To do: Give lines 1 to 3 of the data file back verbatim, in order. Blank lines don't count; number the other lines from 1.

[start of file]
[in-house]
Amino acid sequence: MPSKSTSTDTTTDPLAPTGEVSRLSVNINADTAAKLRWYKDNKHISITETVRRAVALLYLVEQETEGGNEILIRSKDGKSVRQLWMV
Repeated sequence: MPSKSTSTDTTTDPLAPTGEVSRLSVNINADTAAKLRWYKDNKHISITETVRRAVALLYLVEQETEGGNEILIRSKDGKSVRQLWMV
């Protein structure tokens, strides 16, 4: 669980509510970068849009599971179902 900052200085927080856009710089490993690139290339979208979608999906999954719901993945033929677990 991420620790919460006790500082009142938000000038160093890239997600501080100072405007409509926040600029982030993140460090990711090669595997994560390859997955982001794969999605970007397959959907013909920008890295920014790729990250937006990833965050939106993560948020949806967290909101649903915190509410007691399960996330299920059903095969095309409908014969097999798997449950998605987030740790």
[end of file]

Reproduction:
[in-house]
Amino acid sequence: MPSKSTSTDTTTDPLAPTGEVSRLSVNINADTAAKLRWYKDNKHISITETVRRAVALLYLVEQETEGGNEILIRSKDGKSVRQLWMV
Repeated sequence: MPSKSTSTDTTTDPLAPTGEVSRLSVNINADTAAKLRWYKDNKHISITETVRRAVALLYLVEQETEGGNEILIRSKDGKSVRQLWMV